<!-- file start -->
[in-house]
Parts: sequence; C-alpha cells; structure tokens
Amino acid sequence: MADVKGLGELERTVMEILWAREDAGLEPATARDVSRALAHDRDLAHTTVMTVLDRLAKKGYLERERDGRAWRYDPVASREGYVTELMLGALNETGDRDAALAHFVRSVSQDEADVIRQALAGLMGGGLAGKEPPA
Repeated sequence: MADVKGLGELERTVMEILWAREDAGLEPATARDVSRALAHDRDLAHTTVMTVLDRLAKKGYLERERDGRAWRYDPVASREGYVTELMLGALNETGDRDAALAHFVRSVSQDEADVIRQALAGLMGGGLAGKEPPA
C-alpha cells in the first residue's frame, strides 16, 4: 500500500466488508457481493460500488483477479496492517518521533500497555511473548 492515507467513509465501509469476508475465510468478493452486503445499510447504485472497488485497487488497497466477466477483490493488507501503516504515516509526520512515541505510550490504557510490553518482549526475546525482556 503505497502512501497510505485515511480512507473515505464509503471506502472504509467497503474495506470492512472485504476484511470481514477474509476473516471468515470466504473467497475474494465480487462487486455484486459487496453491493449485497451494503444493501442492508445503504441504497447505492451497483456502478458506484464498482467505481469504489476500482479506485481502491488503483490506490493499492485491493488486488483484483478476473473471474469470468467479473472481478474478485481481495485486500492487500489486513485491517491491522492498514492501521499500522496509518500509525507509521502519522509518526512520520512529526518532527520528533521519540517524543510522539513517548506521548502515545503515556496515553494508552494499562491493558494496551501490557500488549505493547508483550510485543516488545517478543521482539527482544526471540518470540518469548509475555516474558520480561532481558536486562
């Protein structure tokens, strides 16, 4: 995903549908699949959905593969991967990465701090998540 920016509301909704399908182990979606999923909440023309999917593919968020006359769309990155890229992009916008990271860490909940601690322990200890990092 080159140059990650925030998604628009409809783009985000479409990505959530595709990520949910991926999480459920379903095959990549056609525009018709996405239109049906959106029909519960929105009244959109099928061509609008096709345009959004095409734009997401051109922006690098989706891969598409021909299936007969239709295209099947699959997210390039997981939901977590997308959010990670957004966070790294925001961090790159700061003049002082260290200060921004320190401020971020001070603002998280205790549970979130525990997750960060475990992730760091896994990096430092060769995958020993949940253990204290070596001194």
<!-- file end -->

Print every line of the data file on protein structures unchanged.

[in-house]
Parts: sequence; C-alpha cells; structure tokens
Amino acid sequence: MADVKGLGELERTVMEILWAREDAGLEPATARDVSRALAHDRDLAHTTVMTVLDRLAKKGYLERERDGRAWRYDPVASREGYVTELMLGALNETGDRDAALAHFVRSVSQDEADVIRQALAGLMGGGLAGKEPPA
Repeated sequence: MADVKGLGELERTVMEILWAREDAGLEPATARDVSRALAHDRDLAHTTVMTVLDRLAKKGYLERERDGRAWRYDPVASREGYVTELMLGALNETGDRDAALAHFVRSVSQDEADVIRQALAGLMGGGLAGKEPPA
C-alpha cells in the first residue's frame, strides 16, 4: 500500500466488508457481493460500488483477479496492517518521533500497555511473548 492515507467513509465501509469476508475465510468478493452486503445499510447504485472497488485497487488497497466477466477483490493488507501503516504515516509526520512515541505510550490504557510490553518482549526475546525482556 503505497502512501497510505485515511480512507473515505464509503471506502472504509467497503474495506470492512472485504476484511470481514477474509476473516471468515470466504473467497475474494465480487462487486455484486459487496453491493449485497451494503444493501442492508445503504441504497447505492451497483456502478458506484464498482467505481469504489476500482479506485481502491488503483490506490493499492485491493488486488483484483478476473473471474469470468467479473472481478474478485481481495485486500492487500489486513485491517491491522492498514492501521499500522496509518500509525507509521502519522509518526512520520512529526518532527520528533521519540517524543510522539513517548506521548502515545503515556496515553494508552494499562491493558494496551501490557500488549505493547508483550510485543516488545517478543521482539527482544526471540518470540518469548509475555516474558520480561532481558536486562
């Protein structure tokens, strides 16, 4: 995903549908699949959905593969991967990465701090998540 920016509301909704399908182990979606999923909440023309999917593919968020006359769309990155890229992009916008990271860490909940601690322990200890990092 080159140059990650925030998604628009409809783009985000479409990505959530595709990520949910991926999480459920379903095959990549056609525009018709996405239109049906959106029909519960929105009244959109099928061509609008096709345009959004095409734009997401051109922006690098989706891969598409021909299936007969239709295209099947699959997210390039997981939901977590997308959010990670957004966070790294925001961090790159700061003049002082260290200060921004320190401020971020001070603002998280205790549970979130525990997750960060475990992730760091896994990096430092060769995958020993949940253990204290070596001194």